IWS - The Information Warfare Site
News Watch Make a  donation to IWS - The Information Warfare Site Use it for navigation in case java scripts are disabled

27 April 2003

Vigilance, Early Detection Can Contain SARS, U.S. Officials Say

(Despite spread, most people need not worry about catching SARS) (801)
By Howard Cincotta


Washington File Special Correspondent


The United States is putting strong emphasis on early detection and
containment within the healthcare system to combat the further spread
of severe acute respiratory syndrome, or SARS, say U.S. officials who
spoke on several Sunday news programs April 27.


"We need to stay vigilant here," said Dr. Julie Gerberding, director
of the Centers for Disease Control and Prevention (CDC), appearing on
Fox News Sunday with Tony Snow. "We haven't had the kind of long
chains of transmission that we've seen in some other countries, but
there's no reason why that couldn't happen here. So we are putting a
high emphasis on early detection."

On CBS Face the Nation, Gerberding stressed the need to be vigilant
but not overreact to the threat of SARS. "This isn't like influenza.
If it was influenza, we would have it everywhere by now. We can
contain this, but we've got to remain vigilant. And I think where we
need to be concentrating our efforts is in the healthcare facilities
and in the traveling arena, not generically not throughout the general
public."

Gerberding said screening people at international points of departure
is one method of ensuring that someone who is actually ill doesn't
board a plane. The problem, however, is that most people who have been
exposed to SARS are not actually sick at the time they travel, she
pointed out, and will acquire the infection a week to 10 days later.

"That's why we have this health-alerting process," Gerberding said on
Fox News Sunday, "where we advise incoming travelers from these
regions to contact their health official if they have any symptom
within 10 days of their arrival."

Gerberding said that the possibility of a situation in which it would
be necessary to deny entry to passengers from another country was
highly unlikely.

Appearing on ABC's This Week with George Stephanopoulos, Dr. Anthony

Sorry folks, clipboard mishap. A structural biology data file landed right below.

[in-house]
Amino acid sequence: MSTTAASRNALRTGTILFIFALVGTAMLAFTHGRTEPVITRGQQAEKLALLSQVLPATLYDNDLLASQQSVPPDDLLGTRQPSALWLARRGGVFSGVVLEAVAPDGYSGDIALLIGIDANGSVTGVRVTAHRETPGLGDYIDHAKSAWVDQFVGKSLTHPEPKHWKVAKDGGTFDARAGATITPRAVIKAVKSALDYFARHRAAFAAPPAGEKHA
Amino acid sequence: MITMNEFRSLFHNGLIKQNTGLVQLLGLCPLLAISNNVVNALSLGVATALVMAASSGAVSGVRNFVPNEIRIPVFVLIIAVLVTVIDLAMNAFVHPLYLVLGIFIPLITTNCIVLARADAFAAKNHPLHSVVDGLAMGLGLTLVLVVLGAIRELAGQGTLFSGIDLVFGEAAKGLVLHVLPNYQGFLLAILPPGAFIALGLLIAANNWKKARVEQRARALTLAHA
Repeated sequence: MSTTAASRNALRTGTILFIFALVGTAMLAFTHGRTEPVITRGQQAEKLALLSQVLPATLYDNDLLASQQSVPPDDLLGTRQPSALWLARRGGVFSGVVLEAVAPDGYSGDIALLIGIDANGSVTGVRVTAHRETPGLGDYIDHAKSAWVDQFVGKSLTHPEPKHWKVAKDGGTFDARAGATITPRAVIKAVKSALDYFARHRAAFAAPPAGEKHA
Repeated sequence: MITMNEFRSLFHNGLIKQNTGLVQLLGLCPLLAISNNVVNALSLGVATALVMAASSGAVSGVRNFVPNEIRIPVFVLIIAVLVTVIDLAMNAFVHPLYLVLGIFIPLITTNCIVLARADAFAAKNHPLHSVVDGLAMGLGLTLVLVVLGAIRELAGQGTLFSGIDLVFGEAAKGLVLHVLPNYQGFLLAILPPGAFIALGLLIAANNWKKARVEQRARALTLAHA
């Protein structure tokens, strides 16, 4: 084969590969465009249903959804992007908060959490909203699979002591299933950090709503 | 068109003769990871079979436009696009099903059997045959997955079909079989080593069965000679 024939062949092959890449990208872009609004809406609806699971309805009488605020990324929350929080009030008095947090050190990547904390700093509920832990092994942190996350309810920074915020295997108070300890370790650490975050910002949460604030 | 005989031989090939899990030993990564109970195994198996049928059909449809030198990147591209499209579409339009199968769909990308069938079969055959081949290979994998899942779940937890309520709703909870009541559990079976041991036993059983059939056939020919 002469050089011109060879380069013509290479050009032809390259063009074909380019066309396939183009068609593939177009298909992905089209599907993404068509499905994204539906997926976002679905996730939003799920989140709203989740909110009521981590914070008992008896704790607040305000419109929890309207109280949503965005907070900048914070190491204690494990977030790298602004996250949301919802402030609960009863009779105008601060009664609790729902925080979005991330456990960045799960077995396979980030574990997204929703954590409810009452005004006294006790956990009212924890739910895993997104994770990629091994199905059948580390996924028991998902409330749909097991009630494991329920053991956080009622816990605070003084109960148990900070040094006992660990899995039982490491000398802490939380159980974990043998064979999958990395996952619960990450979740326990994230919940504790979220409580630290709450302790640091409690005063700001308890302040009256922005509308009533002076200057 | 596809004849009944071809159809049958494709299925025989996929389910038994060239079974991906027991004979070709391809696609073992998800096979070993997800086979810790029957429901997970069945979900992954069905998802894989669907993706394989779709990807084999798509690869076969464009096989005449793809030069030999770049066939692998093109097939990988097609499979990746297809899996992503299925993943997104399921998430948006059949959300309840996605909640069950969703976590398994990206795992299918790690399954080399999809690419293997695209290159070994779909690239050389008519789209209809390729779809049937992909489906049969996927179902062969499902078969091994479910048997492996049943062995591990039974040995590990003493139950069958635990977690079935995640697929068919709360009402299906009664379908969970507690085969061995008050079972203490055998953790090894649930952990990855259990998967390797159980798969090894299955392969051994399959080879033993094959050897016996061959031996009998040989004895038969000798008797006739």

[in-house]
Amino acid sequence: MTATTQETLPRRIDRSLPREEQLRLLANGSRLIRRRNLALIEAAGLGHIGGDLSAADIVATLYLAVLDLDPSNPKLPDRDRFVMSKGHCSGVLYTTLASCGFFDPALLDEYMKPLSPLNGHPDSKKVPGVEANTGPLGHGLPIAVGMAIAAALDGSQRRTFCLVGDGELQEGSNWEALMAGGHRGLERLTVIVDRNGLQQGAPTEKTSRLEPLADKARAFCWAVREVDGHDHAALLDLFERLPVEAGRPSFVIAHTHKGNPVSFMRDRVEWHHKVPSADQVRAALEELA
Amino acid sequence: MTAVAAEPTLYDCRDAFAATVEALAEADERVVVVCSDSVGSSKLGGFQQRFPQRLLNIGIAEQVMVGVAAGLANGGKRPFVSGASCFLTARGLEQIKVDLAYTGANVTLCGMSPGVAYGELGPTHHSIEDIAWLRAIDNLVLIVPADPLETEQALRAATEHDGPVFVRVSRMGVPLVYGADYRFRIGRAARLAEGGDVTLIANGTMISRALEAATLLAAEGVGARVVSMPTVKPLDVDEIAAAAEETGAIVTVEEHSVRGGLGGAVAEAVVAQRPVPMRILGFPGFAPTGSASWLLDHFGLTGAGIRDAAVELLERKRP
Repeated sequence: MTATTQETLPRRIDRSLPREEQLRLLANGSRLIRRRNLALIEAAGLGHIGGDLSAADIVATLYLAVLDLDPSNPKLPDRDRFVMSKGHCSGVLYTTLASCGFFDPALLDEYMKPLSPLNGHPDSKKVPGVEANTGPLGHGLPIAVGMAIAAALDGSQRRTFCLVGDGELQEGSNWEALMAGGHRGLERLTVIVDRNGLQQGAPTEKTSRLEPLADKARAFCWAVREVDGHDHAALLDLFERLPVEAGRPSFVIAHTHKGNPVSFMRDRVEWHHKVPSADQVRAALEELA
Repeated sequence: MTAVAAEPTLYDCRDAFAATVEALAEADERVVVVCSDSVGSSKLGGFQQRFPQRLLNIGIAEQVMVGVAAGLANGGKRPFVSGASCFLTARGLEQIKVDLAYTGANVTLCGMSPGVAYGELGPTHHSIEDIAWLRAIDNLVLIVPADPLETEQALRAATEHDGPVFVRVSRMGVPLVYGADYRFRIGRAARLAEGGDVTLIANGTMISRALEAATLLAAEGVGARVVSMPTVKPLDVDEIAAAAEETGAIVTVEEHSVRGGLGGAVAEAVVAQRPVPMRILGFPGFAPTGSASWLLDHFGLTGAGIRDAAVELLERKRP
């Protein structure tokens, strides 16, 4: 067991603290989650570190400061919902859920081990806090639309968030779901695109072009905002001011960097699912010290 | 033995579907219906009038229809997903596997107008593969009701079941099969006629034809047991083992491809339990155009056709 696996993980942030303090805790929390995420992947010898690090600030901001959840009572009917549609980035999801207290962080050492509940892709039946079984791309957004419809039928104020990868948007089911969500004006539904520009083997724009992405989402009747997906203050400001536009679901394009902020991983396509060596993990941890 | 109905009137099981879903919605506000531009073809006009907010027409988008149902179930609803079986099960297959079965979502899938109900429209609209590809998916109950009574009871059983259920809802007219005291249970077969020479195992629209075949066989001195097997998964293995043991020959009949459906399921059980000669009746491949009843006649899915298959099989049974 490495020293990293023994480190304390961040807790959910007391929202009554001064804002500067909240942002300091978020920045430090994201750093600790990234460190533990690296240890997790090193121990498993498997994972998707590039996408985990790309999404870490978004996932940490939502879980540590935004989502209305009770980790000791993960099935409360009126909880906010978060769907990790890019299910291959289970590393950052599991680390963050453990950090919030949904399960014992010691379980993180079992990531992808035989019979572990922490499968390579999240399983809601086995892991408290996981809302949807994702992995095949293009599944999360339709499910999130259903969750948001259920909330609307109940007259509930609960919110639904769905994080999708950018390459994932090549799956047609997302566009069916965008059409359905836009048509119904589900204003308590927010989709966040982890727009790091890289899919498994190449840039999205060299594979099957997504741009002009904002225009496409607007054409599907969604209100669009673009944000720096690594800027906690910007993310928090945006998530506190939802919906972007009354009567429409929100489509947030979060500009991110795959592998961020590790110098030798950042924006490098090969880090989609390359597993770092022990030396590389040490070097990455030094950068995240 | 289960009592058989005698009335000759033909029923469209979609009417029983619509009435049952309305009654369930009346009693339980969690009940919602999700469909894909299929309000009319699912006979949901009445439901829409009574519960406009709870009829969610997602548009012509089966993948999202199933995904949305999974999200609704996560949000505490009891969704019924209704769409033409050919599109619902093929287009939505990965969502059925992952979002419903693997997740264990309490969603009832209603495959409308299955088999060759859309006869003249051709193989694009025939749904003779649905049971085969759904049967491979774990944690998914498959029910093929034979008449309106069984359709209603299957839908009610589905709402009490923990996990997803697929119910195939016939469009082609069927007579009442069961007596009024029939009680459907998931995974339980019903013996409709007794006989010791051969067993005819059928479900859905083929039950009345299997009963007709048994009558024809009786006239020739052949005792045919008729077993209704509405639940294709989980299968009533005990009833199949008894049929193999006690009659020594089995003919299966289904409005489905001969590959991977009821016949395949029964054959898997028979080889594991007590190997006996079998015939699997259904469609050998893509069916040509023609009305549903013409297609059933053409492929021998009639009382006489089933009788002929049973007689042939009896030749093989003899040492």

Fauci, Director of the National Institute of Allergy and Infectious
Disease, said that the future spread of SARS is unpredictable. "I
think that we would have to assume that we're going to have to be
living with this, hopefully not in an escalating fashion," he
commented.

If there is any good news about SARS, Fauci said, it is that the virus
grows well in laboratory tissue cultures, which means scientists can
immediately begin testing it with drugs that already exist. "We could
get lucky in that," Fauci said. "If we do, wonderful. If not, then you
have to target your drug development, which would take much longer."

The U.S. has been fortunate in having advance warning of the SARS
outbreak, Fauci noted, which, together with effective public health
measures, have meant no reported SARS deaths to date.

On CBS Face the Nation, Gerberding stressed that the CDC is
coordinating efforts to find potential SARS cases as early as
possible, to the point of including people who probably don't have
SARS. "But we're erring on the side of identifying them and isolating
that so there's not transmission," she said.

Both Gerberding and Fauci said that they felt travel to Toronto and
Canada was safe, as the CDC has stated, provided travelers take
normal, sensible precautions.

"We should not prevent people from going to Toronto," Fauci said.
"Just tell them, stay heads up, monitor your health. Avoid places like
hospitals where we know there's a greater chance of getting infected.
So, obviously, I agree with the CDC's recommendation."

Gerberding noted that she planned to travel to Toronto next week. "The
issue is not so much traveling to Canada, it's recognizing exposure
and then not traveling if you've been exposed -- leaving the country."

She said the media have not exaggerated the SARS threat, but pointed
out that some people were taking steps, such as wearing masks on the
street, that are not an effective means of preventing the spread of
the disease.

Asked how communicable the SARS virus is, Gerberding said on Fox News
Sunday, "On average, it's not as communicable as, say, influenza, but
we do see these situations where a particular person is especially
efficient at transmitting it, and the combination of a person like
that and unprotected health care workers can really initiate a cascade
of spread."

Gerberding said on CBS Face the Nation that, even though SARS will
continue to spread in some areas, most people don't have to worry
about catching or transmitting SARS. "They should pay attention to the
travel advisories and not go places that there's advice to suggest
that you shouldn't go unless it's essential," she said. "They also
should pay attention if they know anyone who has SARS."

(The Washington File is a product of the Office of International
Information Programs, U.S. Department of State. Web site:
http://usinfo.state.gov)